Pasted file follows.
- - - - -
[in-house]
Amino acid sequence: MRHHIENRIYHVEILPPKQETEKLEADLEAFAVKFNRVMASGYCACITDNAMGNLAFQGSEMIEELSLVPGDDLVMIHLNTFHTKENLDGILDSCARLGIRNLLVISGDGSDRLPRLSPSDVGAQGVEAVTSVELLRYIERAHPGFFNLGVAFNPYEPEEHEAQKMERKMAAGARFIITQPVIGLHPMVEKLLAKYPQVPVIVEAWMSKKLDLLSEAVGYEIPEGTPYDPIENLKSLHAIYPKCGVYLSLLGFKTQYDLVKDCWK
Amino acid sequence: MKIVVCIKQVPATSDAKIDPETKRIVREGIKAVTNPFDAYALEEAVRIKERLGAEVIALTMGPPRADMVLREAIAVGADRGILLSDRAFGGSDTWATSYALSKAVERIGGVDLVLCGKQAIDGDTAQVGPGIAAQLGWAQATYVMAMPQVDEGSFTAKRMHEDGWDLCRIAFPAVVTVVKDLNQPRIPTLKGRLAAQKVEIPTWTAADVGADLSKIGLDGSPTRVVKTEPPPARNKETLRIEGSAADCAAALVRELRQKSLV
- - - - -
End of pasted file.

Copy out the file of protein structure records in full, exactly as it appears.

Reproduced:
[in-house]
Amino acid sequence: MRHHIENRIYHVEILPPKQETEKLEADLEAFAVKFNRVMASGYCACITDNAMGNLAFQGSEMIEELSLVPGDDLVMIHLNTFHTKENLDGILDSCARLGIRNLLVISGDGSDRLPRLSPSDVGAQGVEAVTSVELLRYIERAHPGFFNLGVAFNPYEPEEHEAQKMERKMAAGARFIITQPVIGLHPMVEKLLAKYPQVPVIVEAWMSKKLDLLSEAVGYEIPEGTPYDPIENLKSLHAIYPKCGVYLSLLGFKTQYDLVKDCWK
Amino acid sequence: MKIVVCIKQVPATSDAKIDPETKRIVREGIKAVTNPFDAYALEEAVRIKERLGAEVIALTMGPPRADMVLREAIAVGADRGILLSDRAFGGSDTWATSYALSKAVERIGGVDLVLCGKQAIDGDTAQVGPGIAAQLGWAQATYVMAMPQVDEGSFTAKRMHEDGWDLCRIAFPAVVTVVKDLNQPRIPTLKGRLAAQKVEIPTWTAADVGADLSKIGLDGSPTRVVKTEPPPARNKETLRIEGSAADCAAALVRELRQKSLV